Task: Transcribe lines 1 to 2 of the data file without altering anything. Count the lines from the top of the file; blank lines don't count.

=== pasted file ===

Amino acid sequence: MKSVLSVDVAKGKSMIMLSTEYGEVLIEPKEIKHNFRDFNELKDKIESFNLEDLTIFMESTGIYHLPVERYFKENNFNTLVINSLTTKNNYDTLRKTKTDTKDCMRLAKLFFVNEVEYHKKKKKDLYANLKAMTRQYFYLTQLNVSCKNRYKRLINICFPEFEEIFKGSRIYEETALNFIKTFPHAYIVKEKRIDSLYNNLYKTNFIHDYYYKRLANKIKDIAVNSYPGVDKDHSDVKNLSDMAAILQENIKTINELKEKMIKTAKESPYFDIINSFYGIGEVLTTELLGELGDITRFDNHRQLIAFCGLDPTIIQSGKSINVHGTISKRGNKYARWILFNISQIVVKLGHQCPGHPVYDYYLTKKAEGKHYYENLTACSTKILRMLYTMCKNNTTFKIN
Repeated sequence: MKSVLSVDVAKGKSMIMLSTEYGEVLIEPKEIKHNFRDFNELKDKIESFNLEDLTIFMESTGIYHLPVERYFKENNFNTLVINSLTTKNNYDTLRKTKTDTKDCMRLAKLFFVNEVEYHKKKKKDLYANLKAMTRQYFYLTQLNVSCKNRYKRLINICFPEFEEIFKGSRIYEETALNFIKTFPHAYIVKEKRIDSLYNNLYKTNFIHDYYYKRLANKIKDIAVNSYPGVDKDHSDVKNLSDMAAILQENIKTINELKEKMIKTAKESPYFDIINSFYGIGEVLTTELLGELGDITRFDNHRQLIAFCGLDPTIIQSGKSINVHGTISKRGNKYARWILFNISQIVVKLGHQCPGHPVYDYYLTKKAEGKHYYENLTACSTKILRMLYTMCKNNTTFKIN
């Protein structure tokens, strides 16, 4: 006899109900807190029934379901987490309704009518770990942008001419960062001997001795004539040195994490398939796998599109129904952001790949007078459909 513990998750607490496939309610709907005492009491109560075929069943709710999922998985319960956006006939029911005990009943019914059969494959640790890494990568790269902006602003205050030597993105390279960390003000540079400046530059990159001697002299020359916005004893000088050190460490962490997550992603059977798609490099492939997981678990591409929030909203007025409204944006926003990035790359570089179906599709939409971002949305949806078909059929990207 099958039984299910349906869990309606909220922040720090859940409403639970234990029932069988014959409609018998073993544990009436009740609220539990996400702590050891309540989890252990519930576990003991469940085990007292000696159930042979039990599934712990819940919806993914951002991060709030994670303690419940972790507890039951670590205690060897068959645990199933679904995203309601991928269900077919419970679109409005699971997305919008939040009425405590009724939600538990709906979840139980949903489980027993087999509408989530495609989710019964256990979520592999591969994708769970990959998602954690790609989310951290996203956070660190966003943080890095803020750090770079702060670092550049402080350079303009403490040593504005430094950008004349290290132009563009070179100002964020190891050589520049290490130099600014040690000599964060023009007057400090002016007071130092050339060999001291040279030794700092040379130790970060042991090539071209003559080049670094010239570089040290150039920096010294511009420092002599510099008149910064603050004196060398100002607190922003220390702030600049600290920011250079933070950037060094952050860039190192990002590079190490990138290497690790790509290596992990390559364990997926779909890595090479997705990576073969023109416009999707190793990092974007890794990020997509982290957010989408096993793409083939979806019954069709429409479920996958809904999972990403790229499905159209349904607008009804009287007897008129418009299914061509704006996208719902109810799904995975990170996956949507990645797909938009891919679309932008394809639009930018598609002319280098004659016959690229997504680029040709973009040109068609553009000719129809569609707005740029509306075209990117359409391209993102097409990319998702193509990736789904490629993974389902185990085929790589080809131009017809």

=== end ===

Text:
Amino acid sequence: MKSVLSVDVAKGKSMIMLSTEYGEVLIEPKEIKHNFRDFNELKDKIESFNLEDLTIFMESTGIYHLPVERYFKENNFNTLVINSLTTKNNYDTLRKTKTDTKDCMRLAKLFFVNEVEYHKKKKKDLYANLKAMTRQYFYLTQLNVSCKNRYKRLINICFPEFEEIFKGSRIYEETALNFIKTFPHAYIVKEKRIDSLYNNLYKTNFIHDYYYKRLANKIKDIAVNSYPGVDKDHSDVKNLSDMAAILQENIKTINELKEKMIKTAKESPYFDIINSFYGIGEVLTTELLGELGDITRFDNHRQLIAFCGLDPTIIQSGKSINVHGTISKRGNKYARWILFNISQIVVKLGHQCPGHPVYDYYLTKKAEGKHYYENLTACSTKILRMLYTMCKNNTTFKIN
Repeated sequence: MKSVLSVDVAKGKSMIMLSTEYGEVLIEPKEIKHNFRDFNELKDKIESFNLEDLTIFMESTGIYHLPVERYFKENNFNTLVINSLTTKNNYDTLRKTKTDTKDCMRLAKLFFVNEVEYHKKKKKDLYANLKAMTRQYFYLTQLNVSCKNRYKRLINICFPEFEEIFKGSRIYEETALNFIKTFPHAYIVKEKRIDSLYNNLYKTNFIHDYYYKRLANKIKDIAVNSYPGVDKDHSDVKNLSDMAAILQENIKTINELKEKMIKTAKESPYFDIINSFYGIGEVLTTELLGELGDITRFDNHRQLIAFCGLDPTIIQSGKSINVHGTISKRGNKYARWILFNISQIVVKLGHQCPGHPVYDYYLTKKAEGKHYYENLTACSTKILRMLYTMCKNNTTFKIN